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Win95 FAQ Part 3 of 14: Usage
Section - 3.6. Should I buy these new fancy utilities for Win95?

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Top Document: Win95 FAQ Part 3 of 14: Usage
Previous Document: 3.5. Some MS-DOS utilities are missing. Where can I get them?
Next Document: 3.7. Top ten mistakes running Windows 3.x programs
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     * 3.6.1. ...Norton Navigator (TM) ? 
       
   If you used Norton Desktop you'll instantly miss FileAssist and those
   cool toys. I suppose it's OK, but a system running Navigator requires
   more RAM than Win95's Explorer does by itself. Expect additional disk
   swapping after installing this.
   
   New users should just try Explorer for a while first. There's no real
   point to buying a shell extension when you don't know how to use the
   default shell. After all, <soapbox>why would Microsoft spend so much
   time developing this interface, only to have you buy enhancements for
   it?</soapbox> Such shell extenders are really for power users only.

     * 3.6.2. ...uninstallers? 
       
   A must-have, if you run many old Win 3.1 programs. Make sure you
   obtain a Designed for Windows 95 version; Win 3.1 uninstallers
   don't recognize the Registry, where Win95 stores most of its
   configuration info.
   
   Be very careful of installing Win95 programs with such an uninstaller
   active. Designed for Win95 apps include their own uninstaller, and if
   you use the utility's uninstaller instead of the program's own, the
   uninstaller can remove more than it's supposed to. It could also
   remove less. CleanSweep 95 (TM), for example, warns you to this
   effect. Heed that warning!
   
   The publishers of uninstallers are preying on the fear of new Win95
   users that they HAVE to use a "professional uninstaller" for even
   Designed for 95 apps. Get serious. If a program can't uninstall itself
   it doesn't deserve the logo. Complain to them, or to Microsoft, who
   awarded the logo rights to them.

     * 3.6.3. ...anti-virus programs? 
       
   Again, Designed for Windows 95 is the key. Otherwise, run the
   anti-virus software outside of Win95.

     * 3.6.4. ...Microsoft Plus (TM) ? 
       
   Also a must-have, if you have a fast machine. System Agent makes up
   most of the purchase price by itself, running maintenance programs
   like ScanDisk and Defrag unattended.
   
   The other cool stuff that comes with it are for power users only,
   though its web browser will get you started on The Internet with
   minimal fuss. Later on you can install Netscape Navigator or MS
   Internet Explorer 2.0, or even NCSA Mosaic like me, to replace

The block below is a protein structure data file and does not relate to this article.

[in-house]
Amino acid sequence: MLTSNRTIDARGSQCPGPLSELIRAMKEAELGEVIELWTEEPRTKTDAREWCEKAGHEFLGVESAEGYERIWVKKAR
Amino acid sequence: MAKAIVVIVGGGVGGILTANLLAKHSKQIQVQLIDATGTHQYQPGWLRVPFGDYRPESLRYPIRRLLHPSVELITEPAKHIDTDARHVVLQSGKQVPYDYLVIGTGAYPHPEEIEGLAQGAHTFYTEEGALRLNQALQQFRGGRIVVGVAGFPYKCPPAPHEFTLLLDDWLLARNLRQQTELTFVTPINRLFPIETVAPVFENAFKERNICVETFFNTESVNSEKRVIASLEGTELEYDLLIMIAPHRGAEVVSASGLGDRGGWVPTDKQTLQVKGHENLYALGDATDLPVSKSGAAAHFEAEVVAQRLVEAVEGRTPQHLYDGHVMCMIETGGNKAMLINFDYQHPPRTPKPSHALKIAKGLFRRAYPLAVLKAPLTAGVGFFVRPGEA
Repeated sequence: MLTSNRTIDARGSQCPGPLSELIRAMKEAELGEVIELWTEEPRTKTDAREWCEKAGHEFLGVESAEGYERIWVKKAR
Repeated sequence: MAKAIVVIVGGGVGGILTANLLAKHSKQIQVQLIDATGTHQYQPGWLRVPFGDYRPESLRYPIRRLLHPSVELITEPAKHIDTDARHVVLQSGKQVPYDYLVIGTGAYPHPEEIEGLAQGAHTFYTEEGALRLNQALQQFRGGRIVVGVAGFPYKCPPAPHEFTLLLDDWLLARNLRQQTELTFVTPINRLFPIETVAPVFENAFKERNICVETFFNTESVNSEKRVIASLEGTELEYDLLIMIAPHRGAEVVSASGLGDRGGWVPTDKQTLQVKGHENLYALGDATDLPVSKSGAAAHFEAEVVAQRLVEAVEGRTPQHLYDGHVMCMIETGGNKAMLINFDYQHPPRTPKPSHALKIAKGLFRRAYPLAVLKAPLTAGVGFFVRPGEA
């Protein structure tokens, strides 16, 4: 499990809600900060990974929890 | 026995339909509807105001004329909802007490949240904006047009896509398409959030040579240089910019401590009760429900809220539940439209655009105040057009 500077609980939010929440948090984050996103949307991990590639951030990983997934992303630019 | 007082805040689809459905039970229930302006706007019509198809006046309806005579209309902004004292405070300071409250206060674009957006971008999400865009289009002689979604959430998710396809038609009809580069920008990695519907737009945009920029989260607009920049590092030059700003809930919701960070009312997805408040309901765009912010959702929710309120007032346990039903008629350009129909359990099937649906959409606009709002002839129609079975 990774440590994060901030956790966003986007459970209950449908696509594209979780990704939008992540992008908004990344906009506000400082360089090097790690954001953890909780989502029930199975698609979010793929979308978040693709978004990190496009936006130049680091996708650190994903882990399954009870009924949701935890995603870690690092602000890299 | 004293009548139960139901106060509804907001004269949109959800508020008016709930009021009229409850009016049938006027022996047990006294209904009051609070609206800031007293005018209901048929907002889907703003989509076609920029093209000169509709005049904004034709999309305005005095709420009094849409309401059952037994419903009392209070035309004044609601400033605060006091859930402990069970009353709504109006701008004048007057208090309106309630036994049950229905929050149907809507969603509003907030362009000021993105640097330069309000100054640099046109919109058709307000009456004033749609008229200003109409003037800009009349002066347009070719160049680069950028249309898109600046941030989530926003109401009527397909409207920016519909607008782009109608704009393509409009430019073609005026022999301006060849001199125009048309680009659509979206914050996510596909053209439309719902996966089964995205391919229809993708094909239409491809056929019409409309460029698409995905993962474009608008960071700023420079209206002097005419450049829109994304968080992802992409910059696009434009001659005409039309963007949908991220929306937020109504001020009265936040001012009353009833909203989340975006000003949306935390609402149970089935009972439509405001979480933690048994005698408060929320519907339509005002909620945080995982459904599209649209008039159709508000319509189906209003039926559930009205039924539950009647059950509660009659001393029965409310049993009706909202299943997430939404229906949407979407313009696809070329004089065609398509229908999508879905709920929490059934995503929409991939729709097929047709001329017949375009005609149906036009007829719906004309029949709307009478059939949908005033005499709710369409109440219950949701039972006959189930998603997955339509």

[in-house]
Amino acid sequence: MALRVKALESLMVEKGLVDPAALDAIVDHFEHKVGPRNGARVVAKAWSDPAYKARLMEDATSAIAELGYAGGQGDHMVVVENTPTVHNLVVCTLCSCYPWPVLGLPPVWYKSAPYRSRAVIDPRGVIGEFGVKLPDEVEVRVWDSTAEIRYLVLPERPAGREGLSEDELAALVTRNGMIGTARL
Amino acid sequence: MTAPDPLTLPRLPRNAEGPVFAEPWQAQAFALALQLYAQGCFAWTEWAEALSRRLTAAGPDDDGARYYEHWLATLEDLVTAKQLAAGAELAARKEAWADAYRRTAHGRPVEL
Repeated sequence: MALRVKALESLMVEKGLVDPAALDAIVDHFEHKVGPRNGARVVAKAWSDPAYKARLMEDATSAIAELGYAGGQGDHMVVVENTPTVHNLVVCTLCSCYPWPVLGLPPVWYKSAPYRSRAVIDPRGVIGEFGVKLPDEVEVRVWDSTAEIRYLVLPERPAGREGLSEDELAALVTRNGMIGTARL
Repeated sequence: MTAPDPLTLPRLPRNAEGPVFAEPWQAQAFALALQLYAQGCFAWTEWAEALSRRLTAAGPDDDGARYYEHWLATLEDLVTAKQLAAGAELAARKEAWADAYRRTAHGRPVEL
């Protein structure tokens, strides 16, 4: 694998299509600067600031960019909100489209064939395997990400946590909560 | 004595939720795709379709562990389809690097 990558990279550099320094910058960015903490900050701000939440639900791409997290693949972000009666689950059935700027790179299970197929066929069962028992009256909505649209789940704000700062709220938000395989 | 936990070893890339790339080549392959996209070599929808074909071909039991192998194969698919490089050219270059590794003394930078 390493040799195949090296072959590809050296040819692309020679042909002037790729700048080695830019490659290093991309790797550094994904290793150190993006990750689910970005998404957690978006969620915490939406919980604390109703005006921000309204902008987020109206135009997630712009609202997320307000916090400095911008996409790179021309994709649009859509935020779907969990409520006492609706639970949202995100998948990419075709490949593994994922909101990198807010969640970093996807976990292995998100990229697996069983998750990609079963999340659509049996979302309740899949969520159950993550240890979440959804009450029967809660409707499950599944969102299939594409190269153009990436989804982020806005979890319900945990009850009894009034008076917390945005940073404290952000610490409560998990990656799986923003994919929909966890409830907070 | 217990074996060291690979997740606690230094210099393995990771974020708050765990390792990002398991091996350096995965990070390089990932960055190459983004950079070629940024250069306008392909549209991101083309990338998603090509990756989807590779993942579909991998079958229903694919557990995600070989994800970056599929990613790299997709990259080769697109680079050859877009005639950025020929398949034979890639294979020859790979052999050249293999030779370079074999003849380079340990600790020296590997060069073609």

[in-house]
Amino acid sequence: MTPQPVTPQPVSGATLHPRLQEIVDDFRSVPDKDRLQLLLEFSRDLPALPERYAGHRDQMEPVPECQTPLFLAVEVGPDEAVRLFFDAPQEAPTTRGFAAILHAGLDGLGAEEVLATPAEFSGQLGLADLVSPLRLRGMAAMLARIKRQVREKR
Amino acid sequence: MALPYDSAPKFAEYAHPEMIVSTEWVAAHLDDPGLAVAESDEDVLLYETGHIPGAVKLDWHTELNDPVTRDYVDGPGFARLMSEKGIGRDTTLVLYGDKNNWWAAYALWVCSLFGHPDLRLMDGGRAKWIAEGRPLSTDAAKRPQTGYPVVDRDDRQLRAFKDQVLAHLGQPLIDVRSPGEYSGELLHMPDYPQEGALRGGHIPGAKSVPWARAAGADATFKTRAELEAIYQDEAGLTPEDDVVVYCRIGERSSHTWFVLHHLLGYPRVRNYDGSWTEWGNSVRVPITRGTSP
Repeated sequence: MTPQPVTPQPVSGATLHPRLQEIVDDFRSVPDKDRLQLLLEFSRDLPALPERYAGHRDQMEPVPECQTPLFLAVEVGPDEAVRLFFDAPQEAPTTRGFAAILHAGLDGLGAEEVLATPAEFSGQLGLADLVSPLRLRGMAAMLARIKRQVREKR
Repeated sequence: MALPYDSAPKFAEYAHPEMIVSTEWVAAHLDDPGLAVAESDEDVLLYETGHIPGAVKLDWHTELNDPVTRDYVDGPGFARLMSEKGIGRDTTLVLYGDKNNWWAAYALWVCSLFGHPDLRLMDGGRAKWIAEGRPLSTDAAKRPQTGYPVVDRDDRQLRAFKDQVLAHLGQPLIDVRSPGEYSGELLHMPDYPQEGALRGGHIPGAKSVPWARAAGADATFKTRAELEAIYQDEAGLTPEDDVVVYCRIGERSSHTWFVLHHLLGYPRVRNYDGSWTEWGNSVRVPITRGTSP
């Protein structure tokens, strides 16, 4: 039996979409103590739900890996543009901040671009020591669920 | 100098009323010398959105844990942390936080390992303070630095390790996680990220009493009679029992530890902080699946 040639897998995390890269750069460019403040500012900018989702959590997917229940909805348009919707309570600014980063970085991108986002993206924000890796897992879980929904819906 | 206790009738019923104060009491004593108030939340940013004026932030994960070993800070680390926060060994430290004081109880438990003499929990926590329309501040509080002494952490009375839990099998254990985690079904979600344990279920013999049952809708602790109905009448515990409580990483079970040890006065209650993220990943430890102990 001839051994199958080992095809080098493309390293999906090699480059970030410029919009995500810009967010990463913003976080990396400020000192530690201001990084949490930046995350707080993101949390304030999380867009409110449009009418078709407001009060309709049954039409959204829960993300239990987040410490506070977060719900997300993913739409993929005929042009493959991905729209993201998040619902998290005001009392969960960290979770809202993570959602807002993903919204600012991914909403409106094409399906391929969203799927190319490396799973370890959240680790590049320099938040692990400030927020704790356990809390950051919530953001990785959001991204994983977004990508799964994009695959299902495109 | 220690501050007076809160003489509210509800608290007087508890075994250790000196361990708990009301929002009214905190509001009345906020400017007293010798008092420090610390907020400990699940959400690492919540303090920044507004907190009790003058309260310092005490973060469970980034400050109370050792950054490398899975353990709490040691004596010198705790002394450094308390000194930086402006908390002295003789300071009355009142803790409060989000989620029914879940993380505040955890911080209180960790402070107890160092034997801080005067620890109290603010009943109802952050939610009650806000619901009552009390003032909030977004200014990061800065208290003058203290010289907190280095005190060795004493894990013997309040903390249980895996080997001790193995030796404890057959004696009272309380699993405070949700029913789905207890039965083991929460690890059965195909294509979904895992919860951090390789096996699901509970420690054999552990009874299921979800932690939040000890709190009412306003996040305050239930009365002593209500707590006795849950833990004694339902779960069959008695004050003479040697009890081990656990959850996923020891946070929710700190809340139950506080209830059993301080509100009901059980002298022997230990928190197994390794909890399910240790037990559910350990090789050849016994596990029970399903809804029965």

this cheap web browser.
   
   4.00.950B users should turn off the DriveSpace 3 and Internet Tools
   from MS Plus's setup, because the 950B versions are newer (MSIE 3.0
   and DriveSpace 3).

     * 3.6.5. ...RAM compression programs? 
       
   Yeah right. Build Washboard Abs in three weeks. "I was a 98 pound
   weakling until I installed SoftRAM 95." RAM compression only works
   when there's a defined API for accessing data RAM, as there is a
   defined API for accessing disks, and there is no such thing in Win95.
   At least, there's no way to regulate how the program accesses any RAM
   it allocates.
   
   Save yourself the hundreds of dollars of invested time and buy more
   RAM instead. These programs were great for Win 3.1, where they fixed
   inadequacies in the operating system. Win95 has considerably more
   horsepower by itself, but it thrives on a 16 MB system for running the
   big mainstream apps. MS Works 4.0, however, will run on an 8 MB system
   effortlessly. Try the techniques in Swap file & caching theory to
   speed up the system and run more programs.
   
   If you really need the power to run 100 programs at once, buy a big
   computer and install Windows NT, which will run all the Win95 apps
   anyway. Then you'll have no resource limitations, no swap file
   limitations, in fact, no DOS limitations.

     * 3.6.6. ...crash-proofing utilities? 
       
   Fear mongering fuels the sales of utilities that promise to keep your
   system crash-proof. Here's my own analysys of some of their claims:
    1. "Stops programs from crashing so you can save your work." OK, I
       can buy this one. Only trouble is, what state is your work in
       during mid-crash?
    2. "Warns you in advance of HD failures." So can ScanDisk if you run
       it daily (Buy MS Plus for 1/2 the price of some of these utilities
       and get a lot more!)
    3. "Takes the risk out of adding new programs and cards." So does the
       Designed for Windows 95 logo. Speaking of which, how many of
       these crash-proofing utilities bear the logo? I can count them
       without any fingers. :-)
    4. "Your personal 24-hour a day expert." Just read this FAQ and
       others.
       
   I can also refute a lot of these claims with two words: "Broken
   Computer." If your computer is in such a state that it's constantly
   crashing, your HD's failing, and you can't add new cards or software,
   it's probably broken. A visit to your service centre with warranty
   slip in hand will probably cost a lot less than one of these packages.
   

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Top Document: Win95 FAQ Part 3 of 14: Usage
Previous Document: 3.5. Some MS-DOS utilities are missing. Where can I get them?
Next Document: 3.7. Top ten mistakes running Windows 3.x programs

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Last Update March 27 2014 @ 02:12 PM